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Aped Crusader: Rhys Ifans plays a wild child turned activist in 'Human Nature.'

Hail to the Chimp

Smooth civilization takes on hairy wilderness in 'Human Nature'

By Richard von Busack

THE LOSS recently of director/writer Billy Wilder, who recently died, robbed us of a cynic who knew how to make cynicism appealing. Part of the talent of Wilder--who made such classics as Sunset Boulevard, Double Indemnity, Ace in the Hole and The Apartment--is that sometimes it's not apparent on which side of various genre lines his films land. Is Double Indemnity a comedy or a murder mystery? Is The Apartment a comedy or a tragedy?

Among the newer writers, Charlie Kaufman seems very promising because he is ambiguous as well as literate. Like Wilder, Kaufman cares little for human pretenses. In his films, everyone has a hustle, and the worst people are the ones who conceal them.

Kaufman's two scripts to date--for Spike Jonze's Being John Malkovich and Michel Gondry's Human Nature--defy easy pigeonholing. The morose strain in both keeps them from absolute silliness. Human Nature features Patricia Arquette as a woman whose life is a thorough tragedy--she goes from being a pariah to a prisoner--yet the film is intended to be whimsical, even fluffy.

Like Sunset Boulevard, Human Nature is narrated by a dead man. In a heaven of monochromatic white, the clinical psychologist Nathan Bronfman (Tim Robbins) relates how he was killed. The two living points of the fatal love triangle tell their stories as well. In jail, Lila Jute (Arquette) confesses all; we cut to a hairy, bearded man named Puff (Rhys Ifans) testifying to Congress about his own life.

All is explained in flashback. In adolescence, Lila began growing hair all over her body; she had idiopathic hirsutism, like the dog-faced boy in the circus. She heads for the woods and finds happiness there. After romanticizing the woods in several books, a need for human love draws her back into civilization--and into painful electrolysis.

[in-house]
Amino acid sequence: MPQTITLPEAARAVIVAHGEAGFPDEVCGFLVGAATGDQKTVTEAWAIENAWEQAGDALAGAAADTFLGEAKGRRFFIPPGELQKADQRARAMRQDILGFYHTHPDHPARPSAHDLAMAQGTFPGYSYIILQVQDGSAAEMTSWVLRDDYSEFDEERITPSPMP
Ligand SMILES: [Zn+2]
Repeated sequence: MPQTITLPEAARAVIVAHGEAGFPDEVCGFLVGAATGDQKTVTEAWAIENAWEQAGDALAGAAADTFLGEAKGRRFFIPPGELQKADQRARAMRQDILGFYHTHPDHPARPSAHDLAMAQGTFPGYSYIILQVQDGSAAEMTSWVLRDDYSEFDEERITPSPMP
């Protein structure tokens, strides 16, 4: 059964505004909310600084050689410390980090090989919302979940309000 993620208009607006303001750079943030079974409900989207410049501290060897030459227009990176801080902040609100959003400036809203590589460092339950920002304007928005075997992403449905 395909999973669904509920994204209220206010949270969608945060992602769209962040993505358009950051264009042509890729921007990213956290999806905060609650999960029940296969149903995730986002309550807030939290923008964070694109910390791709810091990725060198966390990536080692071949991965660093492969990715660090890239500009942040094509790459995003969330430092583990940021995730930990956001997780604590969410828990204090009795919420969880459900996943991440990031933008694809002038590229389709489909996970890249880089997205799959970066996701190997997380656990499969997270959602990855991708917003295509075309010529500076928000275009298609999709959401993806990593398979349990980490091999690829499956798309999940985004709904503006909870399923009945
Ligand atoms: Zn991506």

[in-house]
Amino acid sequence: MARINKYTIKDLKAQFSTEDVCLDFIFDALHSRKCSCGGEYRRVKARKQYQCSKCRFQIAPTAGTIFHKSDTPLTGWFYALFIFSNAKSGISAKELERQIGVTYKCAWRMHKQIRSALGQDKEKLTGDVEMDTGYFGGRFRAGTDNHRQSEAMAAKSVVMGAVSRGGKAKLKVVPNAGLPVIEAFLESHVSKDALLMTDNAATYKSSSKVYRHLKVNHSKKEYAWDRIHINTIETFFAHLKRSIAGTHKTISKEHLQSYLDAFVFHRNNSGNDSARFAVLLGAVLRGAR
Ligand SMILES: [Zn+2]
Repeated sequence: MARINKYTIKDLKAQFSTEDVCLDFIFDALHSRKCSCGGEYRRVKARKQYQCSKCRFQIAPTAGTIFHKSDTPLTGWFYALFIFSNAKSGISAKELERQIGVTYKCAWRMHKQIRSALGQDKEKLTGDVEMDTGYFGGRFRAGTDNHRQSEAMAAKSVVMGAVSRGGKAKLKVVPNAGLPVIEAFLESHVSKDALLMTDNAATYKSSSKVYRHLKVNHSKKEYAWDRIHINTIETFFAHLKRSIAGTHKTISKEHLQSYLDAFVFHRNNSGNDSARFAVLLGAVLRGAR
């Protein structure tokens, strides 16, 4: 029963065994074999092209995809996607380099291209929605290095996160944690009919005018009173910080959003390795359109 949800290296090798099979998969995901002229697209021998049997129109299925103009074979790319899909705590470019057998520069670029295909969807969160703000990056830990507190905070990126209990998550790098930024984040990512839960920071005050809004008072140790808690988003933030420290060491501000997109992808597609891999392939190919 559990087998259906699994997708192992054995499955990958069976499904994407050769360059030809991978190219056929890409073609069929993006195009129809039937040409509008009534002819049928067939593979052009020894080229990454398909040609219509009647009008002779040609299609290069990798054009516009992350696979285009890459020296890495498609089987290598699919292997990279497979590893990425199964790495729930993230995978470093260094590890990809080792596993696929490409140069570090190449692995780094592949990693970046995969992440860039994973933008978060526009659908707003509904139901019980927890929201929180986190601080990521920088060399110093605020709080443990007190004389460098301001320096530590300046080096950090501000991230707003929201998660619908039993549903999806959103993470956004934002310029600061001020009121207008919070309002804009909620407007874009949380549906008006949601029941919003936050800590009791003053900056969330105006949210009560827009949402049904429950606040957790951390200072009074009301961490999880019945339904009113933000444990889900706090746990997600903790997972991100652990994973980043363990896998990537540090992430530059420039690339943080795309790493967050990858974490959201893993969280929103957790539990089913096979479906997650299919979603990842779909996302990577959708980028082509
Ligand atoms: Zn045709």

She begins dating Nathan, who is chokingly civilized: small-penised, intimidated by his parents. Nathan's research involves trying to electroshock table manners into lab mice. On a hike, Lila and Nathan discover a wild chimp-boy (an enfant sauvage raised by a madman who believed himself to be a pygmy chimp) and bring him back to the lab for some social conditioning. They give him a puppy's name, Puff. Lila finds security in Nathan and excitement in Puff but can't reconcile her contradictory desires.

Here Kaufman is mulling over a quandary seen everywhere from Jean Jacques Rousseau and Tarzan lore to R. Crumb's comic-book story Whiteman Meets Bigfoot: hairy nature vs. smooth civilization. In heaven (or is it hell?), Nathan talks about how he's beyond the sense of all words, as if he were in a preverbal monkey state of grace. And like the hero chimpanzee in Being John Malkovich, Puff is the most uncomplicated character in the movie, a blank slate on which the mad doctor Nathan writes social programming.

But eventually Kaufman reverses himself, making Puff ultimately a treacherous liar. Maybe that's why Ifan, who's like James Spader mistakenly cast in a Brendan Fraser part, shows all the indications of an actor who doesn't know what's expected of him. Similarly, the always-intrepid Arquette, who obviously worked her heart out on this film, shows a perplexity that goes beyond her role. The one genuine performance comes from Miranda Otto, who plays a gorgeously French-accented lab assistant (and scheming boyfriend-thief) called Gabrielle.

For the second time, Kaufman has a music-video veteran directing him, a debuting Michel Gondry. The music video requires arresting images, bursts of quirkiness, images that can be read in a second; the form is low on storytelling, subtlety and ambiguity.

Kaufman's ideas, plentiful as they are, are the most tangled part of Human Nature. This film's flatness is invincible; the dialogue resounds as if it were echoing off a proscenium arch. Unfortunately, Kaufman, a mocker, dithers over the contrast between the wild and the tame. Eventually, he ends coming out for both at the same time, in a deeply unsatisfying ending.

Human Nature (R; 96 min.), directed by Michel Gondry, written by Charlie Kaufman, photographed by Tim Maurice Jones and starring Tim Robbins, Patricia Arquette and Rhys Ifans, opens Friday at the Del Mar in Santa Cruz.

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From the April 17-24, 2002 issue of Metro Santa Cruz.

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